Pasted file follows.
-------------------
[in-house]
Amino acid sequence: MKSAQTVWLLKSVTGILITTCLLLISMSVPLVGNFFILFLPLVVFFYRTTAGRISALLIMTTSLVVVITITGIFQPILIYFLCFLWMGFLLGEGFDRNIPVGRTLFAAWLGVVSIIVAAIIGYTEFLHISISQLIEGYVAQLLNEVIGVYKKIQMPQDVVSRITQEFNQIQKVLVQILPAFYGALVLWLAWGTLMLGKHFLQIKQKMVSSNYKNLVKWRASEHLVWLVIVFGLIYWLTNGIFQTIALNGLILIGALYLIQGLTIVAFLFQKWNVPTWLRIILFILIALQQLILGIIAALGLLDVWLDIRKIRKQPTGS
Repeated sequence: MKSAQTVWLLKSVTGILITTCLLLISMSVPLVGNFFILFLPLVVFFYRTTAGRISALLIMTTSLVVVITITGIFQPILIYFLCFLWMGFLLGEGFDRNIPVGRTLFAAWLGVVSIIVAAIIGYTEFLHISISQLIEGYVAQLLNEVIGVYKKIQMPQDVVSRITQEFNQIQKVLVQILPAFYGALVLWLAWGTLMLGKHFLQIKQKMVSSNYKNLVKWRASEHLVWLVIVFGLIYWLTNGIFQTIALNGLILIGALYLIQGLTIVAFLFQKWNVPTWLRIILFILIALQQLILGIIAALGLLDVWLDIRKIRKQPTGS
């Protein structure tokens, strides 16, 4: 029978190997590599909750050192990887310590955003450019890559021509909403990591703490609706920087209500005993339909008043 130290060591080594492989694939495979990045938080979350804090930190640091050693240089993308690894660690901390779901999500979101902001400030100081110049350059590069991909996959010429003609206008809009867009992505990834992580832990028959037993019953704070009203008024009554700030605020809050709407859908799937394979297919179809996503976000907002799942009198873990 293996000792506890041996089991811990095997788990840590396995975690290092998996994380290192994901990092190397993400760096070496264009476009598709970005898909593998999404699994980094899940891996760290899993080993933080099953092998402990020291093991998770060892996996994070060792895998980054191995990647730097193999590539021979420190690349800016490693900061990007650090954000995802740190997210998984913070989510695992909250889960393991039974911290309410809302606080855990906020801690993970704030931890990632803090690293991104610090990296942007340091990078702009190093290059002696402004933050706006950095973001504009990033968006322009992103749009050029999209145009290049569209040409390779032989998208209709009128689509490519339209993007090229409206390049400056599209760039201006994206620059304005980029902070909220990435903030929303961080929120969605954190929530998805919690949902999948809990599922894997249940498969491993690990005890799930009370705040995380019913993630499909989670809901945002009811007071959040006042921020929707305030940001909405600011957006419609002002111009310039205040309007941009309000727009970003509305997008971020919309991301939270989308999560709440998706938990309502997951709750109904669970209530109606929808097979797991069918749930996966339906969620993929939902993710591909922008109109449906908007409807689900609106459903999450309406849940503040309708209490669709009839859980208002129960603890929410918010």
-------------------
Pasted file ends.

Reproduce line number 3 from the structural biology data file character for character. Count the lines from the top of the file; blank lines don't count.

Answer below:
Repeated sequence: MKSAQTVWLLKSVTGILITTCLLLISMSVPLVGNFFILFLPLVVFFYRTTAGRISALLIMTTSLVVVITITGIFQPILIYFLCFLWMGFLLGEGFDRNIPVGRTLFAAWLGVVSIIVAAIIGYTEFLHISISQLIEGYVAQLLNEVIGVYKKIQMPQDVVSRITQEFNQIQKVLVQILPAFYGALVLWLAWGTLMLGKHFLQIKQKMVSSNYKNLVKWRASEHLVWLVIVFGLIYWLTNGIFQTIALNGLILIGALYLIQGLTIVAFLFQKWNVPTWLRIILFILIALQQLILGIIAALGLLDVWLDIRKIRKQPTGS